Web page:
After months and months of anticipation, one of America’s greatest institutions has finally returned: The federal tax return deadline.
Fortunately, though, so has the sport of baseball.
For as long as there have been balls, bases, and other pieces of equipment that could be used by men to play a game and construct sexual metaphors, baseball has been firmly woven into the patriotic fabric of American life.
What once started out as a rural pastime (because things like reality TV and cars had yet to be invented) is now a multi-billion dollar industry.
For Major League Baseball fans in the Pacific Northwest, there is a palpable excitement in the air. This is because our beloved Seattle Mariners — who haven’t made the playoffs since the last ‘N Sync album came out — are currently first in the American League West Division.
The Mariners’ roster was bolstered by a slew of off-season trade moves, including dealing away the Mariner Moose to the newly-named Miami Marlins in exchange for their mascot, Billy the Marlin.
Sadly, Billy’s tenure in Seattle lasted only a few days, his life and legacy cut short when he wandered into the Pike Place Fish Market.
Nonetheless, the M’s are armed with new talents and a new team slogan (“We really promise not to suck this year”), and industry experts are confident they can make it to early August before being officially eliminated from playoff contention.
For many men including myself, baseball is an important part of our lives due to the critical role it has played in our childhoods.
After all, the memories of playing catch with your father in the front yard — learning an impractical yet fun skill, forging a genuine bond with dad, accidentally clobbering him in the groin with an unsuspecting fastball — are not easily forgotten (especially by dad, who went out and bought a cup in order to prevent another “mishap”).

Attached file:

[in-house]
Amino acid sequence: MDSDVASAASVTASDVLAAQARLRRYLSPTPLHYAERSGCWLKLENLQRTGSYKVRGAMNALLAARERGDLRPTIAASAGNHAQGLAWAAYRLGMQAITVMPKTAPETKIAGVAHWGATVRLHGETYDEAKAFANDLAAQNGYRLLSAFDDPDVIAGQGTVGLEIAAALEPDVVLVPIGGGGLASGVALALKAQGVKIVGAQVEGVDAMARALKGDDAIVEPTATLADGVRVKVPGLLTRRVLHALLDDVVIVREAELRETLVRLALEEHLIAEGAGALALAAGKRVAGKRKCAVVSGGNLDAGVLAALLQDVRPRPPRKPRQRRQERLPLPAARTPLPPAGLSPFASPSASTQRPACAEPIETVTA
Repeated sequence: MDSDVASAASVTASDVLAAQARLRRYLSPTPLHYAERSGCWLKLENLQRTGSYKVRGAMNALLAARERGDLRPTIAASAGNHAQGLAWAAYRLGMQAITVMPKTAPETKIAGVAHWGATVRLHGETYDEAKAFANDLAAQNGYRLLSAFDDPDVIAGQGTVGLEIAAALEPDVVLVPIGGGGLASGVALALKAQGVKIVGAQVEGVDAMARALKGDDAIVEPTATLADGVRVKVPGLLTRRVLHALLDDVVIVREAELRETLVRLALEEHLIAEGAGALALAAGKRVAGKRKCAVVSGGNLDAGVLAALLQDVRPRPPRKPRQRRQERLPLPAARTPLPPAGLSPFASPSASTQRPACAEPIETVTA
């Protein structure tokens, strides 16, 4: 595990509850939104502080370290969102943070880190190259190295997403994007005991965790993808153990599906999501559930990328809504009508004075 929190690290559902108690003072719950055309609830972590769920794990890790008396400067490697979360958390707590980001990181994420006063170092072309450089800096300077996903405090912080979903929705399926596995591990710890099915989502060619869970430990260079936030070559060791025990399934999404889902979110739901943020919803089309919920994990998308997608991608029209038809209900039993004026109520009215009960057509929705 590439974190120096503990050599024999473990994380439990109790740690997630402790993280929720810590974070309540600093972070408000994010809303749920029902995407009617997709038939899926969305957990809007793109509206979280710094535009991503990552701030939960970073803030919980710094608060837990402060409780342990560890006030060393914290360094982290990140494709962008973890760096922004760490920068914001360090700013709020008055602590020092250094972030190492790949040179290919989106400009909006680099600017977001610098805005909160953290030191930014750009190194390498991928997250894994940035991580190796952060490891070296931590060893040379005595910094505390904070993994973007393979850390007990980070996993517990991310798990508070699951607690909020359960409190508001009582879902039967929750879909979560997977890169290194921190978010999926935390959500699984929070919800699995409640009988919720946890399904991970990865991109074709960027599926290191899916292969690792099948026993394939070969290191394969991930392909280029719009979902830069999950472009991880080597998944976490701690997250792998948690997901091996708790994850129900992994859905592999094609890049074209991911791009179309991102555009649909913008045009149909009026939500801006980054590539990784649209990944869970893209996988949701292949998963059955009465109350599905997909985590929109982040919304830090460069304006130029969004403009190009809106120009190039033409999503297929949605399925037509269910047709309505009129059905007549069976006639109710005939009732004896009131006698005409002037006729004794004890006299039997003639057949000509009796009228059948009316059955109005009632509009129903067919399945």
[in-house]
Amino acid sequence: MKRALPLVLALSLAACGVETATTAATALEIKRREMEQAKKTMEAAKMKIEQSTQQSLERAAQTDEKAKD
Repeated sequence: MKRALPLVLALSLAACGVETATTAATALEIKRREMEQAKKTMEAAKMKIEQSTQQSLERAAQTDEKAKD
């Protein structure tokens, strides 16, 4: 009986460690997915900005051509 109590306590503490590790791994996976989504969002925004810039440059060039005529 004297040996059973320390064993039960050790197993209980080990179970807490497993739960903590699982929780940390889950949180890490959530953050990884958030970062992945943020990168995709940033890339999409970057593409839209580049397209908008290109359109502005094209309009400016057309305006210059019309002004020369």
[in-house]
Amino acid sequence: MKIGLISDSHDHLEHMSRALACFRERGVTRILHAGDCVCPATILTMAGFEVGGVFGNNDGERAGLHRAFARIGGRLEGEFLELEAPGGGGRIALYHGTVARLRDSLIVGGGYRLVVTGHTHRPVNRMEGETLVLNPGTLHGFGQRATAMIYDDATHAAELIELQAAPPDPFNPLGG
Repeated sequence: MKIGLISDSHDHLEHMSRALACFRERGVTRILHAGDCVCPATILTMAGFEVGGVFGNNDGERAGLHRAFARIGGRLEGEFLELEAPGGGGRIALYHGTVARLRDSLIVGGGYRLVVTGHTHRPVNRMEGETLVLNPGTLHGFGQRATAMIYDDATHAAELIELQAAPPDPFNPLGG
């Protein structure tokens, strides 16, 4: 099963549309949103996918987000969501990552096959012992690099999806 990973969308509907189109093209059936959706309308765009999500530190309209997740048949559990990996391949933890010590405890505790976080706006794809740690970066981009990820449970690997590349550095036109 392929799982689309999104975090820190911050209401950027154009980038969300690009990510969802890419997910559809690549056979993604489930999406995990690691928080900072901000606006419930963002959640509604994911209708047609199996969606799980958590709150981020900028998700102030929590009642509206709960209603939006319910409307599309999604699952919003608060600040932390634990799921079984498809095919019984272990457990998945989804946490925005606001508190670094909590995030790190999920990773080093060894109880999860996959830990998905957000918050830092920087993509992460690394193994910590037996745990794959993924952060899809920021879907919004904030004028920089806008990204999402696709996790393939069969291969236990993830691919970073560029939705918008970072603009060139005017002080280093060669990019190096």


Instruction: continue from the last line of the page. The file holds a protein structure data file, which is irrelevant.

I can fondly recall my days of youth back in the mid-90s.
When spring rolled around, I’d stock up on Big League Chew, put on my white tights, grab a glove that was too big for my hands and stride out onto a sun-soaked field as part of a Boys & Girls Club baseball team.
These teams were always sponsored by various county businesses. Whenever we played a team from Lynden, the local Dutch community, you’d never have to ask where they were from because they’d be sponsored by some law firm with a name like Ypma-Snapper-Shuler-Bajema.
I don’t honestly recall much about my playing stats, which — as any diehard baseball nut knows — are a necessary component of true fandom. If you can’t tell someone else the on-base percentage of every player on the Mariners’ 1984 batting order during night games in the month of May, then your fanhood is questionable.
Anyway, I truly enjoyed my brief career as a ball player, mostly because I never did that much.
Usually an average game consisted of me standing in right field until I got bored and started picking grass. Then the hollow thwack of the aluminum bat would sound and suddenly a round missile would be headed right towards me.
In a mind-numbing panic, I would frantically scramble to scoop up the ball, and as parents and coaches yelled at me, I would confusedly try to figure out where I was supposed to throw it. Most of the time it ended up in the right place. I think.
Of course, I wasn’t much better as a hitter, either. During one particularly difficult plate appearance, I grew more and more frustrated at my inability to connect with a pitch.
Finally, the coaches finally decided to do the unthinkable: they injected me with steroids.
What they did is bring out the tee—that embarrassing symbol of my inferiority as a hitter. Finally, I made contact and made the dejected jog to first base.
Of course, what I remember most about my youth baseball experience is my dugout demeanor, which was characterized by my attempts to imitate Mariners’ broadcaster Rick Rizzs.
I would closely watch the game through the dugout’s chain-link fence and, in a rather hyper manner, rattle off phrases like “the wind up and the pitch on the way…,” “that one’s hit to deep left-center field,” and “just a little bit outside!”
Then the other players would look at me and wonder how many juice boxes my mom had let me consume before driving me to the ballpark.
And so, on warm spring days when I should be studying, I’m often reminded of these fond memories.
It was a time when life was simpler, when the scores didn’t matter and when nobody on the team cared about the scores anyway because, win or lose, we’d all been promised pizza.